I started getting relaxers when I was eighteen. I spent more than a decade trying to find a cosmetologist who would relax my hair as I preferred. They insisted on relaxing my very thick hair bone straight. I never wanted that look and hated it passionately. I would go home afterwards, wash my hair and let it air dry to get more texture. After some research I realized what I was looking for was a texturizer and that I also needed to stretch my touch-ups out to about four a year. When I tried to discuss this with my cosmetologist whom I saw at least three times a month, she informed me that such things were for people with “good hair.” I knew then that I’d never see another “professional,” and have not been back to a salon since.

Of course, I’m grateful now that I never got that texturizer and instead eschewed chemicals altogether. I went from having to spend hours in the salon every week to not having been in one for nearly fifteen years. I’ve saved thousands of dollars not to mention endless aggravation. From time to time I wish that I could see a “professional” for a little pampering of my natural hair, especially for color, which I hate doing at home, but I’m too vain to go gray. This was especially true when I was pregnant and was so tired, but then I remember the aggravation of the long waits and how little “pampering” was actually involved and move on. I wish, oh how I wish this was something I could indulge in. The type of beauty treatments other women can take for granted, but unfortunately I never found after dozens of attempts. I’ve made appointments over the years to get my hair professionally colored, but have always cancelled after having what could best be described as a panic attack at the thought of suffering that abuse again. This is why I don’t assume that just because someone is a licensed professional that their word is any less suspect than a blogger. I think many professionals are mostly invested in keeping you in the chair for their services, at least bloggers are speaking from their own experience. If it doesn’t work at least it has cost you nothing.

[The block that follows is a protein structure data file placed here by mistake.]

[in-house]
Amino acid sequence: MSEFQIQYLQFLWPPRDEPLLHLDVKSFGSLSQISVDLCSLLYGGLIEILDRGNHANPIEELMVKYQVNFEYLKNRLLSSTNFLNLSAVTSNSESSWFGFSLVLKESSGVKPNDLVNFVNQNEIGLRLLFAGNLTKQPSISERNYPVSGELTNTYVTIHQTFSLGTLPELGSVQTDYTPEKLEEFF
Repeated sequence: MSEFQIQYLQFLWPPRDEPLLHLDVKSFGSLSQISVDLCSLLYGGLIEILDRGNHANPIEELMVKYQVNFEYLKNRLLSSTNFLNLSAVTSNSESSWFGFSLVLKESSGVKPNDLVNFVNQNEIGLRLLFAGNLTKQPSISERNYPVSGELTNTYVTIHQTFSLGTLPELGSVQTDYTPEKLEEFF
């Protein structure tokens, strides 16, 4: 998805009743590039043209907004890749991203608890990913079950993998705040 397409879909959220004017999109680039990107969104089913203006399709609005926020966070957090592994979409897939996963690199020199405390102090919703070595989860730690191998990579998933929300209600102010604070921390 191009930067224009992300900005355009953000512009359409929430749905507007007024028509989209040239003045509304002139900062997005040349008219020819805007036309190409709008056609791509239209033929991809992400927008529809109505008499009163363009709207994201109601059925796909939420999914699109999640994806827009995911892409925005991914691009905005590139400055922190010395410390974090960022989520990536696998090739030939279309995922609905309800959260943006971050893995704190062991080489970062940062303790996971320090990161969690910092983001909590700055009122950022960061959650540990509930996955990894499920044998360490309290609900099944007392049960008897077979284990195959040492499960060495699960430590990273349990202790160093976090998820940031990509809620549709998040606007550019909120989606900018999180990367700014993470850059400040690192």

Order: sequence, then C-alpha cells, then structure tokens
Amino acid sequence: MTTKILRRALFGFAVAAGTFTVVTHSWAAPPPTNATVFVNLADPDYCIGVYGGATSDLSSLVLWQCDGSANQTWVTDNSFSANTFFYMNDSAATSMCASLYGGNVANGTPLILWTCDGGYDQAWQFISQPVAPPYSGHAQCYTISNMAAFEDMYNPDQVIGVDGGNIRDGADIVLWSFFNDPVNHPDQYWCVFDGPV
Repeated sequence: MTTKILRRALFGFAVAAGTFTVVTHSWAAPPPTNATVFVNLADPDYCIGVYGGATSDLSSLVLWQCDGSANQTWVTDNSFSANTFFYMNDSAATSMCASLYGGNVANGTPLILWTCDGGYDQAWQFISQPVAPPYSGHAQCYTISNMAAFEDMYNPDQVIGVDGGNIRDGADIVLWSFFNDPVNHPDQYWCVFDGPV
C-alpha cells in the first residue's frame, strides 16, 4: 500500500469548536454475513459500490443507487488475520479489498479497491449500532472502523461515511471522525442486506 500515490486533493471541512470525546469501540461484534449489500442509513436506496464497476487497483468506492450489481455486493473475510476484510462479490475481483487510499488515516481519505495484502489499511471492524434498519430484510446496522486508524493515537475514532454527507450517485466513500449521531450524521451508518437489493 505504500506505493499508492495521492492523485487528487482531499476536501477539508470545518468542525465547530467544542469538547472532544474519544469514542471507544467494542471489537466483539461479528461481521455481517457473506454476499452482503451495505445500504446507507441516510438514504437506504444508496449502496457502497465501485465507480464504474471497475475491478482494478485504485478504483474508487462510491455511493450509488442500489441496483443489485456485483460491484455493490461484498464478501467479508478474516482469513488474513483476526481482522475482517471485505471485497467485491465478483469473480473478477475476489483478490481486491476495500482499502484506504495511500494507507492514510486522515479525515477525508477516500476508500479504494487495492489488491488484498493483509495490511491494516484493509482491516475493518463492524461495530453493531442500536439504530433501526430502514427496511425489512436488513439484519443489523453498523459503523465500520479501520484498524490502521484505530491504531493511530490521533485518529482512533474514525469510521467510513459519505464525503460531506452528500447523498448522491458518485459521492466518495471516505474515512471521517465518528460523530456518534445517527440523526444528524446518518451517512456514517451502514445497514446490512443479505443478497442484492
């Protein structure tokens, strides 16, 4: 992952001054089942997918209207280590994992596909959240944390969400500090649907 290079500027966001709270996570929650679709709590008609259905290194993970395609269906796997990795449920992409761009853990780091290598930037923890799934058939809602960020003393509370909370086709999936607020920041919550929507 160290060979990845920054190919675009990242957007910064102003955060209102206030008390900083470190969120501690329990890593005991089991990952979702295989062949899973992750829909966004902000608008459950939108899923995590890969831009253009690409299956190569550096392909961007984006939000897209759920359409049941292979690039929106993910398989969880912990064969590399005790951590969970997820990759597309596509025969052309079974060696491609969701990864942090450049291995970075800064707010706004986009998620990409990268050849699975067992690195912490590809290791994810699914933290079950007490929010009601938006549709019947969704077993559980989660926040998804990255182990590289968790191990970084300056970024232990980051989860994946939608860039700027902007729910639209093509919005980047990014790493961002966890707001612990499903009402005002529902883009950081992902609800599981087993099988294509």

When I went natural there were few, if any, so-called professionals who wanted to have anying to do with natural hair. If it didn’t involve lye and a flat iron they weren’t trying to hear it. My only recourse at that time was sites like Nappturality, a gold-standard resource I’ll put up against any licensed cosmetologist, most of whom have received NO TRAINING on natural textured hair. Now they see what a goldmine natural hair can be and resent that women have empowered themselves and broken free of their disdain and tyranny. When I first went natural I had to make my own products from coconut oil and shea butter I bought online. I learned about ACV rinse and the power of herbs like rosemary. I learned how to two-strand twist and the glory of spending time relaxing in my own home as I took care of my hair. There are plenty of poducts available now, but I still like knowing I can take care of my own. Did I learn any of this from the so-called pofessionals? Nope. This is information I gained from Nappturality and I’ll be damned if I’ll stand idly by while these “janie-come-latelies” put that site and others like them down.